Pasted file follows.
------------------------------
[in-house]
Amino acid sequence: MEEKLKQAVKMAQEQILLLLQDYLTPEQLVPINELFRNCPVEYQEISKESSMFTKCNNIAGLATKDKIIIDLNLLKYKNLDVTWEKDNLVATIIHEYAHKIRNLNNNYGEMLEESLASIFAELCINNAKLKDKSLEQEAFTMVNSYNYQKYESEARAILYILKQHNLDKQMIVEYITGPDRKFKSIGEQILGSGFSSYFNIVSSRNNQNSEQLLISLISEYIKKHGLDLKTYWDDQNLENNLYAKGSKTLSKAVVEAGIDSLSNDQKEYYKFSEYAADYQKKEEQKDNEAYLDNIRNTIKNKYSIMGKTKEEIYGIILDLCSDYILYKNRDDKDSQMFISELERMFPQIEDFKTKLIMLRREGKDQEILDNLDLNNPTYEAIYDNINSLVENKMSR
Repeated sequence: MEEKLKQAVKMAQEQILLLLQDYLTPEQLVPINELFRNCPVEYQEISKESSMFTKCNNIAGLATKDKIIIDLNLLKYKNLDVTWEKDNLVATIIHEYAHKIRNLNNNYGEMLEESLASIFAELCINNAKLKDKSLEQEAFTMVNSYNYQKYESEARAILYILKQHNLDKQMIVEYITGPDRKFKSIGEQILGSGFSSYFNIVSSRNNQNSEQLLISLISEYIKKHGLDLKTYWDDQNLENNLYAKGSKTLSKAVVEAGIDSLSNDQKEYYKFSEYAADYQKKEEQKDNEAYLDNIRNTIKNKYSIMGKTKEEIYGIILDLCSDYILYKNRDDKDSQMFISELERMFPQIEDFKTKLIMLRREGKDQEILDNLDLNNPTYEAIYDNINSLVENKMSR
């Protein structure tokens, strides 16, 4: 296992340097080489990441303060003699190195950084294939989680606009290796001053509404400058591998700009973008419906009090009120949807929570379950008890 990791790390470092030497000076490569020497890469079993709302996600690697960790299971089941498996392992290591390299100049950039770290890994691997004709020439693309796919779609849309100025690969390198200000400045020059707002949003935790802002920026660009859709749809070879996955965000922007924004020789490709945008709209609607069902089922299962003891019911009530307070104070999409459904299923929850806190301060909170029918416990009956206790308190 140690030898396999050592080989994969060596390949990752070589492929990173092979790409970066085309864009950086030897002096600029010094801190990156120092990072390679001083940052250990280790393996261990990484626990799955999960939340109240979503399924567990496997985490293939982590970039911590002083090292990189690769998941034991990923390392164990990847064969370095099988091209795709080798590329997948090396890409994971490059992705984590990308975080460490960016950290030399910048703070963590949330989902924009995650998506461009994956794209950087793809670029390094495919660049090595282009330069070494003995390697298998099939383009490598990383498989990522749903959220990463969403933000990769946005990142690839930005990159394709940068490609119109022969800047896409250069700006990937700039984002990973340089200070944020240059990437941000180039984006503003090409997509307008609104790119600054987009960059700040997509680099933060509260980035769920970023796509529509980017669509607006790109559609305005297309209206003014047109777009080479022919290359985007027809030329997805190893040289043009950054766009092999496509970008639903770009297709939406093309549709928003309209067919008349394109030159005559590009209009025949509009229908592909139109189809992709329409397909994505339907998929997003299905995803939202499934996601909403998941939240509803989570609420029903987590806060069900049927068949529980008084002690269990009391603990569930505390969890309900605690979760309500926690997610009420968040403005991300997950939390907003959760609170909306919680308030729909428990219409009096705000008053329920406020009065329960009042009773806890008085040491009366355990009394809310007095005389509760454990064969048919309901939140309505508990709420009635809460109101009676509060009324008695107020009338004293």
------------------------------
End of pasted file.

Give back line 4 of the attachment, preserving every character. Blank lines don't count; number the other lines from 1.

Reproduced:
């Protein structure tokens, strides 16, 4: 296992340097080489990441303060003699190195950084294939989680606009290796001053509404400058591998700009973008419906009090009120949807929570379950008890 990791790390470092030497000076490569020497890469079993709302996600690697960790299971089941498996392992290591390299100049950039770290890994691997004709020439693309796919779609849309100025690969390198200000400045020059707002949003935790802002920026660009859709749809070879996955965000922007924004020789490709945008709209609607069902089922299962003891019911009530307070104070999409459904299923929850806190301060909170029918416990009956206790308190 140690030898396999050592080989994969060596390949990752070589492929990173092979790409970066085309864009950086030897002096600029010094801190990156120092990072390679001083940052250990280790393996261990990484626990799955999960939340109240979503399924567990496997985490293939982590970039911590002083090292990189690769998941034991990923390392164990990847064969370095099988091209795709080798590329997948090396890409994971490059992705984590990308975080460490960016950290030399910048703070963590949330989902924009995650998506461009994956794209950087793809670029390094495919660049090595282009330069070494003995390697298998099939383009490598990383498989990522749903959220990463969403933000990769946005990142690839930005990159394709940068490609119109022969800047896409250069700006990937700039984002990973340089200070944020240059990437941000180039984006503003090409997509307008609104790119600054987009960059700040997509680099933060509260980035769920970023796509529509980017669509607006790109559609305005297309209206003014047109777009080479022919290359985007027809030329997805190893040289043009950054766009092999496509970008639903770009297709939406093309549709928003309209067919008349394109030159005559590009209009025949509009229908592909139109189809992709329409397909994505339907998929997003299905995803939202499934996601909403998941939240509803989570609420029903987590806060069900049927068949529980008084002690269990009391603990569930505390969890309900605690979760309500926690997610009420968040403005991300997950939390907003959760609170909306919680308030729909428990219409009096705000008053329920406020009065329960009042009773806890008085040491009366355990009394809310007095005389509760454990064969048919309901939140309505508990709420009635809460109101009676509060009324008695107020009338004293």